As a civil servant in London in the 1960s, and being part of the establishment, I always accepted the general view that an independent Scotland would not be able to survive on its own without financial help from the London Exchequer.
However, when in 1968 I was able to closely examine the UK’s “books” for myself in an official capacity, I was shocked to find that the position was exactly the opposite: that Scotland contributed far more to the UK economy than its other partners. And this, of course, was all before the oil boom.
I realised that the Treasury would wish to keep this a secret, as it might feed the then-fledgling nationalistic tendencies north of the border. I decided to keep an eye on the situation to see how long it would take for the true facts to emerge, which I felt would only be a short time. However, the machinery of Westminster, aided and abetted by the media, did an excellent job of keeping the myth about “subsidised” Scotland alive.
In fact it took another 30 years before the first chink in their armour appeared.
This came unexpectedly on 13 January 1997 when, in reply to a series of questions put by Alex Salmond (then an MP) to the Tory government of the day, Treasury minister William Waldegrave admitted that Scotland had paid a massive £27 billion more to the Exchequer than it had received since the Tories came to power in 1979, or around £5,400 for every Scot – a statistic which received barely any media coverage.
A year later, with a Labour government now in power, came a further bombshell. Following further promptings by the SNP, on 21 August 1998 Mr Salmond received a letter from the House of Commons Library (ref. 98/8/56 EP/rjt) which gave a table showing that based on Scotland’s GDP per capita, Scotland would occupy 7th place in the OECD wealth league. A second table showed that the UK was in 16th place.
The UK government now refuses to release the first table to the public.
Looking closely at the figures a few years later and taking the year 2006 as a benchmark, I found that Scotland had an annual relative surplus of £2.8 billion, which works out at £560 a year for every man, woman and child. In contrast the UK had a deficit of £34.8 billion. The prophecies of the 1975 McCrone Report, which successive Labour and Tory governments had desperately suppressed for three decades, had been borne out.
The alternative future Scotland had been robbed of over the years is illustrated in the UN’s “Human Development Index”. The closest thing to a league table of the world’s best countries, in ranks nations on such factors as generous welfare payments, education, high income and a long life expectancy. In 2013, for the 10th time in the last 12 years, oil-rich Norway topped the list.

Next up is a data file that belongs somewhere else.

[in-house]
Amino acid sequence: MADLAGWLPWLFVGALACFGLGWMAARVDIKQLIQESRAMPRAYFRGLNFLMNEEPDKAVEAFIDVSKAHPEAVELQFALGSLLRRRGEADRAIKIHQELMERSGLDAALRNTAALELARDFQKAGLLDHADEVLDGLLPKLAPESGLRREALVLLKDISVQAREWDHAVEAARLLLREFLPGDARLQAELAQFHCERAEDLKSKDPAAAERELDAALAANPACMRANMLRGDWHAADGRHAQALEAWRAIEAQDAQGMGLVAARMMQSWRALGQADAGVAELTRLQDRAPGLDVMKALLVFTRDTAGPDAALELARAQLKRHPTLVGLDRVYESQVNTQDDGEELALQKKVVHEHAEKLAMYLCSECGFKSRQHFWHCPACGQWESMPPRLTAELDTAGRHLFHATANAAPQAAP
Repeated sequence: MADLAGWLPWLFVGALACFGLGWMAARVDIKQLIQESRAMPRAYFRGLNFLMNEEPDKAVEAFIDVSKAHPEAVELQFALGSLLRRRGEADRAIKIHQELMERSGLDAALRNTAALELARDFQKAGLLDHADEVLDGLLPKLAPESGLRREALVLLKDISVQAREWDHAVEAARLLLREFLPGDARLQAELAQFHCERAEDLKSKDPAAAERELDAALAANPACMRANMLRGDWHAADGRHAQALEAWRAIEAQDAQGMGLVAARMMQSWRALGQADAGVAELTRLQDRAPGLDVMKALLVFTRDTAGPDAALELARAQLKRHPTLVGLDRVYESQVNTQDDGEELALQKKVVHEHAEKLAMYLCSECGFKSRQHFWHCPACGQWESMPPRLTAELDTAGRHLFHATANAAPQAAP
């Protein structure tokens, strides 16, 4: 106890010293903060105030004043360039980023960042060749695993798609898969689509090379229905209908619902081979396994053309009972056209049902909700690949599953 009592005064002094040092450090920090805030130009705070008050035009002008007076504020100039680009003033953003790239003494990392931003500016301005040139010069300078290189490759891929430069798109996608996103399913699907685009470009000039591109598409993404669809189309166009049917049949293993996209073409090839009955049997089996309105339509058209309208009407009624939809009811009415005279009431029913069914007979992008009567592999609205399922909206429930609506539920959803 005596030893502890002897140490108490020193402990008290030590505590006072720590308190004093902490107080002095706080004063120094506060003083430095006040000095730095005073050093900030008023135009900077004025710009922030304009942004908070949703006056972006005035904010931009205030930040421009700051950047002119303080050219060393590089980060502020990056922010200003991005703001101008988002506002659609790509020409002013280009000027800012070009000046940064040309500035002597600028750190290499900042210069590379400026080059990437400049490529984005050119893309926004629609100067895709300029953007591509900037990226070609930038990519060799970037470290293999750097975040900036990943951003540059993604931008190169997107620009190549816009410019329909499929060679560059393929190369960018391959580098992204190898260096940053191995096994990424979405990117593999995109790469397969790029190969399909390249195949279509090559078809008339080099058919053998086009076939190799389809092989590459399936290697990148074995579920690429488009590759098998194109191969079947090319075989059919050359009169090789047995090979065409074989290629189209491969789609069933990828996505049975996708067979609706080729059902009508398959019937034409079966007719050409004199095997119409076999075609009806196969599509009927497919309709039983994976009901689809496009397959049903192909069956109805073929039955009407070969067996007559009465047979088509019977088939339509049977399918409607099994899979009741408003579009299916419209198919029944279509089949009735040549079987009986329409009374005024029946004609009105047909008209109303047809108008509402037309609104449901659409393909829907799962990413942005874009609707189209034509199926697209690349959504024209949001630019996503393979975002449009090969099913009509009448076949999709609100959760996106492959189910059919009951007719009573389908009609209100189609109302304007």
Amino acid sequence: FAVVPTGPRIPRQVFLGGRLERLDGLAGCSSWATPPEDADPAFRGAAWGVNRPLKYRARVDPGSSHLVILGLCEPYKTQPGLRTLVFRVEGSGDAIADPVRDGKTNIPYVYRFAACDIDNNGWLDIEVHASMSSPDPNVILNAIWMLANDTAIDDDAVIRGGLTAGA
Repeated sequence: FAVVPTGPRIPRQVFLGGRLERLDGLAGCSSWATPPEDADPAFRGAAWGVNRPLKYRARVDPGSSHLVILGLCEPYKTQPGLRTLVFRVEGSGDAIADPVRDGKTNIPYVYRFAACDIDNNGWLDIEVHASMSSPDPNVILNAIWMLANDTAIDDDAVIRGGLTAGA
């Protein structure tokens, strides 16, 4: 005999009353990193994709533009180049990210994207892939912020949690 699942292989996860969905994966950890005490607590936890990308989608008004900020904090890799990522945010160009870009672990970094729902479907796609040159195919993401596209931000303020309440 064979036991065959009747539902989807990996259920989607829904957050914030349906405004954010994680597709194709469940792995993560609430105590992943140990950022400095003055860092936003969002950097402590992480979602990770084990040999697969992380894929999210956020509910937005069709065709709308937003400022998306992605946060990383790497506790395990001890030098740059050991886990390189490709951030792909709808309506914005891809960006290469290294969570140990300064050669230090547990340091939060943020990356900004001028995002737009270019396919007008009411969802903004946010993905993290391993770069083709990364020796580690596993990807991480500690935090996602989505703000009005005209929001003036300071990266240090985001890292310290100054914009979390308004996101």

A country the size of Scotland with broadly comparable oil resources, Norway had of course wisely created an “oil fund” in 1995, which just five years later had reached a total of £250 billion – enabling the Norwegians to sail through the credit crunch despite having delayed the starting of the fund for 20 years. Since 2000 the value of that fund has more than doubled to £0.51 trillion.
With the oil boom, Scotland’s economy should have been transformed. Scottish oil has to date funded the Treasury with the lion’s share of £300 billion, which would have pushed Scotland up from a notional 7th place in world wealth rankings (had it been in control of its own resources), to 3rd place.
Current industry estimates suggest that there are at least 40-50 years (and perhaps twice that) of significant North Sea production remaining, with a total value in excess of £1 trillion and possibly as high as £4 trillion according to independent experts.
(For the North Sea alone – that figure excludes the new fields being brought into production in deeper waters west of Shetland, and any that might be discovered off the west coast of the mainland.)
It’s not all about oil. It is no longer disputed that Scotland exports more per capita than the rest of the UK. In 1968 when I first discovered that Scotland was in surplus in relation to the rest of the UK, its exports could be broken down into whisky, meat, timber, fish, and of course tourism. Whisky exports alone, which even in 1968 were one of Scotland’s top assets, have risen at a phenomenal rate. For example, sales of the spirit to China rocketed in just eight years between 2001 and 2009 from £1 million to £80 million.
But Scotland’s real riches do lie in energy. The country exports 24% of its surplus electricity south of the border, with much of the back-up provided by hydro power unused. And even without nuclear, the future looks bright. The Glen Doe hydro station on Loch Ness which was opened by the Queen in 2009 but almost immediately closed again by a massive construction flaw, reopened last year and can produce enough electricity for 240,000 homes – the whole of Glasgow – by itself.
Further projects down the Loch are planned to eventually increase this to over 1,000,000 homes – enough for almost half of Scotland. Wind and wave energy will also contribute significantly in the future, as Scotland takes hold of a renewable-energy bonanza which will dwarf the proceeds of North Sea oil, and never run out.
There is, of course, a reason that the Unionist parties and media focus on the latter, finite, resource rather than the endless former one. The No campaign is, in more ways than one, a massive confidence trick.
John Jappy was a senior civil servant in the Treasury, and is currently Vice President of Scottish CND. A version of this article first appeared on his blog.